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Branding Sucks. Yours Might, Too.


I’ve publicly stated many times in writing and from stage to business leaders that I’m not a fan of branding as a revenue generation strategy. For so many years, businesses planted their logo on billboards hoping to get foot traffic or calls with zero results. I often watch sporting events on television and wonder how many new customers the company that’s paying for their “sponsored logo” to be in the bottom corner of the screen generated from the event. Unless you’re McDonald’s and have a restaurant on every corner, I just believe there are many better ways to spend that capital that will lead to new customers.

There is certainly something to be said for making sure that your “brand” is consistent when people are exposed to it, however. Using the same color, fonts, logo, imagery, messaging, etc. is incredibly important. This ensures that, when prospects or customers are exposed to your brand, they recognize you. If they visit your site one day and you retarget them days later, you want to be sure that the messaging, colors and calls to action ignite their memory.

For Some Companies, Branding Modifications Come Amid Political or Social Upheaval

There’s another facet to consider as well that some haven’t thought a lot about until recently. I’ve been in the marketing industry for about 20 years in one form or another, and I’ve seen a lot of brands change the way they position themselves based on the political or social environment of the time. Generally, these modifications are made so that the organization’s brand doesn’t offend anyone.

Before I go any further, I don’t personally know any business owners who would intentionally build a brand to offend a group of people based on religion or race or gender. Also, doing so would certainly not be a business growth strategy that I would recommend. I’m hoping that’s obvious. With this said, I think it’s easy for many of us to offend without even knowing we’re doing so. Sometimes, the attempt to not offend even becomes offensive.

There’s a risk in putting my thoughts on this into writing. When my team asked to write about this topic, I had an “Oh, boy” moment. “This is going to be interesting” was one of the first thoughts that came to mind. So here we go.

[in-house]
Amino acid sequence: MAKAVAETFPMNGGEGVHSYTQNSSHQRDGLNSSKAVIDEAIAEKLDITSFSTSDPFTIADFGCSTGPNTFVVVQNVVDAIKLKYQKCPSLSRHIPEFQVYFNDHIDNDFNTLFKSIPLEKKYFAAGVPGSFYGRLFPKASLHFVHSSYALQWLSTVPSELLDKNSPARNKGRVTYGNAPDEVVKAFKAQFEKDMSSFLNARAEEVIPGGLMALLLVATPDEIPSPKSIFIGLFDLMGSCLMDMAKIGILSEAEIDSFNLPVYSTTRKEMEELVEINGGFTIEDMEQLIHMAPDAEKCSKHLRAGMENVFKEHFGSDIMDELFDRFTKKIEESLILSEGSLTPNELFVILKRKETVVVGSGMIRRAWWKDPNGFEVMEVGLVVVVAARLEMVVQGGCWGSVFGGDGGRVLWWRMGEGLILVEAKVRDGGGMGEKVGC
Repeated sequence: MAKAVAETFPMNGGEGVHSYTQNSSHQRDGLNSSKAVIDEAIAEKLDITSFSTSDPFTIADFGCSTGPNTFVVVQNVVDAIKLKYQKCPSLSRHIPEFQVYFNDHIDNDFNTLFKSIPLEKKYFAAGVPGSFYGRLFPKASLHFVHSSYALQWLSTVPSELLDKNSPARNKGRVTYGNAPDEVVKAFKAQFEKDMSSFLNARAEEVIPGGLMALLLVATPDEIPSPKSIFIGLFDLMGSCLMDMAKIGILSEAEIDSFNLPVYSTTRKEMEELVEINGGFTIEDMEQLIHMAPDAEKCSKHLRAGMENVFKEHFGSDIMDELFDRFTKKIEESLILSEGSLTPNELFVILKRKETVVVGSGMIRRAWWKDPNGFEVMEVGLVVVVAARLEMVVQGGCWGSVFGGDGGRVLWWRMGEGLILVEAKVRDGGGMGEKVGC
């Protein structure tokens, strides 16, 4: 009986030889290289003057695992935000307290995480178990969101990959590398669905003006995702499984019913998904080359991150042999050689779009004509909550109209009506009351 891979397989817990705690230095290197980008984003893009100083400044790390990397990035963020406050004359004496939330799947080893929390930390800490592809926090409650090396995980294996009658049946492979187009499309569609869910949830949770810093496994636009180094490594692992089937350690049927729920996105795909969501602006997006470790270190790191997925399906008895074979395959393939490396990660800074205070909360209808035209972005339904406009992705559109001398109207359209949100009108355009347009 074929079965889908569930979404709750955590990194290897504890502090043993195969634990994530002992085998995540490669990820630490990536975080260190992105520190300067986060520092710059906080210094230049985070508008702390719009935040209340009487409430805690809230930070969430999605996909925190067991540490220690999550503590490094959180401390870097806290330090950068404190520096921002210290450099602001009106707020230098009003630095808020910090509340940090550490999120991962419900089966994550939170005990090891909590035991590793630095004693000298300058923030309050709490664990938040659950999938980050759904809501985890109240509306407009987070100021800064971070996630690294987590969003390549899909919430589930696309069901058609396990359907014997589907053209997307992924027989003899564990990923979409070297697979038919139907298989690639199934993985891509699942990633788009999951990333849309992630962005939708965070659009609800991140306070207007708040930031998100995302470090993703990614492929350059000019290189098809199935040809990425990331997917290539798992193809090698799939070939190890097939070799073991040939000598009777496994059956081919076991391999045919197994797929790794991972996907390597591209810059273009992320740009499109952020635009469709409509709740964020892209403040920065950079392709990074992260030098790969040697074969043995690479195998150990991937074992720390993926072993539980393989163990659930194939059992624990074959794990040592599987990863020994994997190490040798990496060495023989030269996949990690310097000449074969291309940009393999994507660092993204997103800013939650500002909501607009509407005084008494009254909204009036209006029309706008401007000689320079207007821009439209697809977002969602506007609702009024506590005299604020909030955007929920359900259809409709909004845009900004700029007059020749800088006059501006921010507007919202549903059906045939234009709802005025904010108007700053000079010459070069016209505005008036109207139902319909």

News Media Help Fuel Fervor Over Branding Challenges and Changes

In our current environment, there are companies changing their names and branding at a rapid pace. The companies, from my knowledge, didn’t intentionally set themselves up to offend. The authors of many of the articles covering the topics are outright vilifying the companies, however, even calling them “racist” in their headlines. A story by Jemima McEvoy (she’s probably a wonderful person) included the headline “Here Are All The Brands That Are Changing Racist Names And Packaging.” I read that and was shocked. Accusing someone of being racist is a deep, deep acquisition that cuts to the core of who a person or organization is. This headline could have easily said, “Here Are All The Brands That Are Changing Their Names And Packaging To Be More Sensitive.” That probably wouldn’t have gotten as many clicks though.

I’m all about making sure that your brand works well and gives a good impression to those you’re selling to. A few examples of companies not immediately taking this into account include Chevrolet. The Chevy Nova, for example, had a name change when the Chevy team realized that in Spanish, “nova,” means “no go.” I’m not sure selling a model of car that won’t go would have been a good strategy.

Another example is from Target. They produced a sandal that they called “orina.” In Russian, “orina” means “peaceful” or “peace.” Great name for a sandal. To the Spanish-speaking Target customers in the U.S., however, the term means “urine,” so it had to be changed for obvious reasons. Although, I’m sure there are some people that are into … well, nevermind.

These are logical examples of making sure your brand is sensitive. Do your research when you’re naming products, divisions or companies. Especially if you plan on selling to a global audience.

People’s Heightened Sensitivity Levels Have Created a Tricky Environment for Branding That Pleases All